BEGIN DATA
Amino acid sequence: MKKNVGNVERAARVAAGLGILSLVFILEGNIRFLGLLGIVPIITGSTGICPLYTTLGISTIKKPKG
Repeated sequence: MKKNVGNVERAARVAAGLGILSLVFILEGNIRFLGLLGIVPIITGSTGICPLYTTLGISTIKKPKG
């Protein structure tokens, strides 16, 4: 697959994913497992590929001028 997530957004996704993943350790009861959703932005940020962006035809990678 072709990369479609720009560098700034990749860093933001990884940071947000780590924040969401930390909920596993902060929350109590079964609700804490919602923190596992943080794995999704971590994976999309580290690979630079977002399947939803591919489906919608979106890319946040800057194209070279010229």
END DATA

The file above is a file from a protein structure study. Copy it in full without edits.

Amino acid sequence: MKKNVGNVERAARVAAGLGILSLVFILEGNIRFLGLLGIVPIITGSTGICPLYTTLGISTIKKPKG
Repeated sequence: MKKNVGNVERAARVAAGLGILSLVFILEGNIRFLGLLGIVPIITGSTGICPLYTTLGISTIKKPKG
């Protein structure tokens, strides 16, 4: 697959994913497992590929001028 997530957004996704993943350790009861959703932005940020962006035809990678 072709990369479609720009560098700034990749860093933001990884940071947000780590924040969401930390909920596993902060929350109590079964609700804490919602923190596992943080794995999704971590994976999309580290690979630079977002399947939803591919489906919608979106890319946040800057194209070279010229």